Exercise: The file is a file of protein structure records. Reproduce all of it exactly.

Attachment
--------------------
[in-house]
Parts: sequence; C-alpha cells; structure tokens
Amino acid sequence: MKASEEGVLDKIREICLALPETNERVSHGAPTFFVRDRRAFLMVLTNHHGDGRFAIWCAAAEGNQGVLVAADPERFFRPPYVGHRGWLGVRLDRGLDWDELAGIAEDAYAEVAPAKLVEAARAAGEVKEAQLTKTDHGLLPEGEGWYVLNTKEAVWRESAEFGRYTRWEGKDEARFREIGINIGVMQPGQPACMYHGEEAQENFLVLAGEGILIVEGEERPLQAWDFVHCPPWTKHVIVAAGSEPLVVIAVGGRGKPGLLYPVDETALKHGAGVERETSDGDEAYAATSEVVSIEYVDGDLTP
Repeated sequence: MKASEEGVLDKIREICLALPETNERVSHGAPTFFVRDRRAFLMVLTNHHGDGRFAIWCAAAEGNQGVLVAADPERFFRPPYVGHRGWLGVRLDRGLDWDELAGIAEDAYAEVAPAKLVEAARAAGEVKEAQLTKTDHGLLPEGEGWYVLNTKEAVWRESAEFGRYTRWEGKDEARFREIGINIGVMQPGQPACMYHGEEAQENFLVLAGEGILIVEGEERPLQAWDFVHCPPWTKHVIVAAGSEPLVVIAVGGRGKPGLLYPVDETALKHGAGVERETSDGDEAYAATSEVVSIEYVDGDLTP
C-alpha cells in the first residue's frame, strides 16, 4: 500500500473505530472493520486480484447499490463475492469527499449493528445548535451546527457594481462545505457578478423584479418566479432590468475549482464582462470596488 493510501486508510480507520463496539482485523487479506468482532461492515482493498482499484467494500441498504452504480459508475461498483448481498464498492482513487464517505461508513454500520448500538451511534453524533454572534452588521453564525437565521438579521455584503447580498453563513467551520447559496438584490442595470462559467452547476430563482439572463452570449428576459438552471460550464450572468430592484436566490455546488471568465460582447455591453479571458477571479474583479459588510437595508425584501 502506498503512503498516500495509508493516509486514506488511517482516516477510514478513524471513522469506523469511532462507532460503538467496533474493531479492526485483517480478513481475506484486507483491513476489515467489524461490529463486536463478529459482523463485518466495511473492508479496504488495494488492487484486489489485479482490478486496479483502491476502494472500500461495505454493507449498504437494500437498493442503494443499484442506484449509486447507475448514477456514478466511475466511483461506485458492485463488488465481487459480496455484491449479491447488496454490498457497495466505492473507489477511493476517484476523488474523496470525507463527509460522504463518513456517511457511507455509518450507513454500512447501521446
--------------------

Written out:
[in-house]
Parts: sequence; C-alpha cells; structure tokens
Amino acid sequence: MKASEEGVLDKIREICLALPETNERVSHGAPTFFVRDRRAFLMVLTNHHGDGRFAIWCAAAEGNQGVLVAADPERFFRPPYVGHRGWLGVRLDRGLDWDELAGIAEDAYAEVAPAKLVEAARAAGEVKEAQLTKTDHGLLPEGEGWYVLNTKEAVWRESAEFGRYTRWEGKDEARFREIGINIGVMQPGQPACMYHGEEAQENFLVLAGEGILIVEGEERPLQAWDFVHCPPWTKHVIVAAGSEPLVVIAVGGRGKPGLLYPVDETALKHGAGVERETSDGDEAYAATSEVVSIEYVDGDLTP
Repeated sequence: MKASEEGVLDKIREICLALPETNERVSHGAPTFFVRDRRAFLMVLTNHHGDGRFAIWCAAAEGNQGVLVAADPERFFRPPYVGHRGWLGVRLDRGLDWDELAGIAEDAYAEVAPAKLVEAARAAGEVKEAQLTKTDHGLLPEGEGWYVLNTKEAVWRESAEFGRYTRWEGKDEARFREIGINIGVMQPGQPACMYHGEEAQENFLVLAGEGILIVEGEERPLQAWDFVHCPPWTKHVIVAAGSEPLVVIAVGGRGKPGLLYPVDETALKHGAGVERETSDGDEAYAATSEVVSIEYVDGDLTP
C-alpha cells in the first residue's frame, strides 16, 4: 500500500473505530472493520486480484447499490463475492469527499449493528445548535451546527457594481462545505457578478423584479418566479432590468475549482464582462470596488 493510501486508510480507520463496539482485523487479506468482532461492515482493498482499484467494500441498504452504480459508475461498483448481498464498492482513487464517505461508513454500520448500538451511534453524533454572534452588521453564525437565521438579521455584503447580498453563513467551520447559496438584490442595470462559467452547476430563482439572463452570449428576459438552471460550464450572468430592484436566490455546488471568465460582447455591453479571458477571479474583479459588510437595508425584501 502506498503512503498516500495509508493516509486514506488511517482516516477510514478513524471513522469506523469511532462507532460503538467496533474493531479492526485483517480478513481475506484486507483491513476489515467489524461490529463486536463478529459482523463485518466495511473492508479496504488495494488492487484486489489485479482490478486496479483502491476502494472500500461495505454493507449498504437494500437498493442503494443499484442506484449509486447507475448514477456514478466511475466511483461506485458492485463488488465481487459480496455484491449479491447488496454490498457497495466505492473507489477511493476517484476523488474523496470525507463527509460522504463518513456517511457511507455509518450507513454500512447501521446